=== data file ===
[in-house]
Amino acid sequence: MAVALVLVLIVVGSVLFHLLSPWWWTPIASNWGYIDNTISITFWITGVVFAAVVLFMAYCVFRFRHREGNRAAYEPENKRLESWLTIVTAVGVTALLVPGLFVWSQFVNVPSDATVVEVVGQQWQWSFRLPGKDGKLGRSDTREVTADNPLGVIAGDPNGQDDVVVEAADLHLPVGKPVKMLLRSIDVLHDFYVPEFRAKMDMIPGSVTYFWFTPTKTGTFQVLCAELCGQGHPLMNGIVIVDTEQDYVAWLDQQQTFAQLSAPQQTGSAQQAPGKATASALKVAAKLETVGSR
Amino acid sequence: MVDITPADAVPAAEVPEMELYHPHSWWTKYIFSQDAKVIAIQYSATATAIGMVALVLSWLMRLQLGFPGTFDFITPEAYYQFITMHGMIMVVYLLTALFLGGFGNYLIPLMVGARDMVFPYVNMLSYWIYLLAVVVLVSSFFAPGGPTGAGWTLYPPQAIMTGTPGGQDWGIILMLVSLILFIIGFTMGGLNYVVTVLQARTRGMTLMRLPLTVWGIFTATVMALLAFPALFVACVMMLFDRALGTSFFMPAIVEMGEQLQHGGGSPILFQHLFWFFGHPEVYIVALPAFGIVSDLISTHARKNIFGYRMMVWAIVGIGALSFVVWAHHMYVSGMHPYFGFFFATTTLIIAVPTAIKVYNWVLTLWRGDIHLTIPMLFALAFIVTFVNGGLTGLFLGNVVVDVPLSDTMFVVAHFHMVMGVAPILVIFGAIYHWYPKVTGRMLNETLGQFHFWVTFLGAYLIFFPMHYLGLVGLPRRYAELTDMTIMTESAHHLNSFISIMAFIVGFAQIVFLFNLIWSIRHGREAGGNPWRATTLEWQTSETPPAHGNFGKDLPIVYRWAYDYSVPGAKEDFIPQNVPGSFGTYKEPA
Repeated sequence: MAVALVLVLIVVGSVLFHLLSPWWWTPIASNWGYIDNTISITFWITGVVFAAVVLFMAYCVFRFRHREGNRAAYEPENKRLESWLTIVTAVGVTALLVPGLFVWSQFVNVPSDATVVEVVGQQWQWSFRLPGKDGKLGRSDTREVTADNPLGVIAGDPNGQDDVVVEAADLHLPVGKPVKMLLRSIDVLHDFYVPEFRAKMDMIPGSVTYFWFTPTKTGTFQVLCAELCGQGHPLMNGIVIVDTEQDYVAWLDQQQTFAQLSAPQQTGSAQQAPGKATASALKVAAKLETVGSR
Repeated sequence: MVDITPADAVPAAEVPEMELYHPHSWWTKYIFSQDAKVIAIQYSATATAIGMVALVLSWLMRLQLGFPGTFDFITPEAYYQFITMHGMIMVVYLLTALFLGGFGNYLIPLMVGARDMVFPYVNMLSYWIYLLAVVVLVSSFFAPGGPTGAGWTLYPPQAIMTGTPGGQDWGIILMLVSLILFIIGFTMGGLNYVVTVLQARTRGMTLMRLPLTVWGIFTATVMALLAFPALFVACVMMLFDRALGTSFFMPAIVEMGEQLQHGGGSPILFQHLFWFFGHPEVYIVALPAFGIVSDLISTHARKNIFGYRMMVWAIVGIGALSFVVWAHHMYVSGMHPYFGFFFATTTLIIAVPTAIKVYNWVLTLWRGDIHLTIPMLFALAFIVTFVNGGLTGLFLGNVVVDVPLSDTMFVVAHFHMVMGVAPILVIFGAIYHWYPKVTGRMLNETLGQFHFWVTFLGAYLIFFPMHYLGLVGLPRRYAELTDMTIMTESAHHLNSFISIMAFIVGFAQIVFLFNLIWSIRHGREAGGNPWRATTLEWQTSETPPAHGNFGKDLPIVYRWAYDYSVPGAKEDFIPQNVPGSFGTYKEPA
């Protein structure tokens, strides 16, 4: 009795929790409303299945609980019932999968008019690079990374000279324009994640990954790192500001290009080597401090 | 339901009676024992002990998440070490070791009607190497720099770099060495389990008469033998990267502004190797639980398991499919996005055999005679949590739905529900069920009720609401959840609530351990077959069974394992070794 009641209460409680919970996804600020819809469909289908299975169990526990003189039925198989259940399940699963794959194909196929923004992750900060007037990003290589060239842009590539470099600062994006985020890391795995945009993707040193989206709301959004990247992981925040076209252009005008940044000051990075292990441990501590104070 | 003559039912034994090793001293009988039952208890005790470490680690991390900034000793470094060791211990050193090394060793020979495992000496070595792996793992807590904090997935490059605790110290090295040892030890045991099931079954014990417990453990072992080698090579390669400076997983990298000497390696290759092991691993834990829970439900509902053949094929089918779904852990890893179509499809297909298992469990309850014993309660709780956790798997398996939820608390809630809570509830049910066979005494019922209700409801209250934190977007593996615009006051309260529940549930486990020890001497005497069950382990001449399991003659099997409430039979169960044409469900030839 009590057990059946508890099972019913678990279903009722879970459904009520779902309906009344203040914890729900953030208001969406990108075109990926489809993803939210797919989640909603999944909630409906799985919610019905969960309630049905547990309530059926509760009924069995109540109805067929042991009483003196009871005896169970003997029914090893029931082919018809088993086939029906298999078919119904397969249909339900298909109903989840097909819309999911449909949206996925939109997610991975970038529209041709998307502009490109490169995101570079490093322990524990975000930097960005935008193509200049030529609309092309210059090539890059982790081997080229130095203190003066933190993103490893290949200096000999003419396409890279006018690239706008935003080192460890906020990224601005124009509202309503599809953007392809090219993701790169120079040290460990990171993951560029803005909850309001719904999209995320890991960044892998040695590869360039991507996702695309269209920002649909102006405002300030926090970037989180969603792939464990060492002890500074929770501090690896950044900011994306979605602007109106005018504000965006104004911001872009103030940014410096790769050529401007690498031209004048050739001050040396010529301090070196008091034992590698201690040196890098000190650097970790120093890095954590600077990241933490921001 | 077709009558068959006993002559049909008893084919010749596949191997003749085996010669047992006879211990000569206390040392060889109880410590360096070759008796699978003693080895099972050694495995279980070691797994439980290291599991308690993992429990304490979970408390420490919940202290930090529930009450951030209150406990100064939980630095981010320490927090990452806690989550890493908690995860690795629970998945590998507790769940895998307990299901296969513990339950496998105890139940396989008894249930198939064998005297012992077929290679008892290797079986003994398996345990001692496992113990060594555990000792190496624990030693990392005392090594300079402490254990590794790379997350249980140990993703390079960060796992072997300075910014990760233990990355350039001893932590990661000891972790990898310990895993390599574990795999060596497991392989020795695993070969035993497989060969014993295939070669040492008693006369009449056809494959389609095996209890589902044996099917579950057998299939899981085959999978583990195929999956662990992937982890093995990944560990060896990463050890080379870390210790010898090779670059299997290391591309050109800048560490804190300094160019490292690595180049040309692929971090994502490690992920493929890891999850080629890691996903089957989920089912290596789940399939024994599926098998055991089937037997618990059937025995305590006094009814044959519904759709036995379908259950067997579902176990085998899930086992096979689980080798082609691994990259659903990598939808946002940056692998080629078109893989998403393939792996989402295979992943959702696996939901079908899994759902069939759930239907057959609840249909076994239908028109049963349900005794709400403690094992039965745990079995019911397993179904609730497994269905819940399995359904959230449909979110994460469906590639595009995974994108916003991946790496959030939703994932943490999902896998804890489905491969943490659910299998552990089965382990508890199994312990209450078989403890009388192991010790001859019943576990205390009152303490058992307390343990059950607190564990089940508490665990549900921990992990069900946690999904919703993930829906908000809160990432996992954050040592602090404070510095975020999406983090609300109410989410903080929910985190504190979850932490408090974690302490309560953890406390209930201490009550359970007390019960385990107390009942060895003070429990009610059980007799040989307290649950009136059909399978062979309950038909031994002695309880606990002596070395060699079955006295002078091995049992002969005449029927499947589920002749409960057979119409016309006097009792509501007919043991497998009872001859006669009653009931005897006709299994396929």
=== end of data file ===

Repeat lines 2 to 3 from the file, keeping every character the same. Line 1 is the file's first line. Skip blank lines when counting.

Amino acid sequence: MAVALVLVLIVVGSVLFHLLSPWWWTPIASNWGYIDNTISITFWITGVVFAAVVLFMAYCVFRFRHREGNRAAYEPENKRLESWLTIVTAVGVTALLVPGLFVWSQFVNVPSDATVVEVVGQQWQWSFRLPGKDGKLGRSDTREVTADNPLGVIAGDPNGQDDVVVEAADLHLPVGKPVKMLLRSIDVLHDFYVPEFRAKMDMIPGSVTYFWFTPTKTGTFQVLCAELCGQGHPLMNGIVIVDTEQDYVAWLDQQQTFAQLSAPQQTGSAQQAPGKATASALKVAAKLETVGSR
Amino acid sequence: MVDITPADAVPAAEVPEMELYHPHSWWTKYIFSQDAKVIAIQYSATATAIGMVALVLSWLMRLQLGFPGTFDFITPEAYYQFITMHGMIMVVYLLTALFLGGFGNYLIPLMVGARDMVFPYVNMLSYWIYLLAVVVLVSSFFAPGGPTGAGWTLYPPQAIMTGTPGGQDWGIILMLVSLILFIIGFTMGGLNYVVTVLQARTRGMTLMRLPLTVWGIFTATVMALLAFPALFVACVMMLFDRALGTSFFMPAIVEMGEQLQHGGGSPILFQHLFWFFGHPEVYIVALPAFGIVSDLISTHARKNIFGYRMMVWAIVGIGALSFVVWAHHMYVSGMHPYFGFFFATTTLIIAVPTAIKVYNWVLTLWRGDIHLTIPMLFALAFIVTFVNGGLTGLFLGNVVVDVPLSDTMFVVAHFHMVMGVAPILVIFGAIYHWYPKVTGRMLNETLGQFHFWVTFLGAYLIFFPMHYLGLVGLPRRYAELTDMTIMTESAHHLNSFISIMAFIVGFAQIVFLFNLIWSIRHGREAGGNPWRATTLEWQTSETPPAHGNFGKDLPIVYRWAYDYSVPGAKEDFIPQNVPGSFGTYKEPA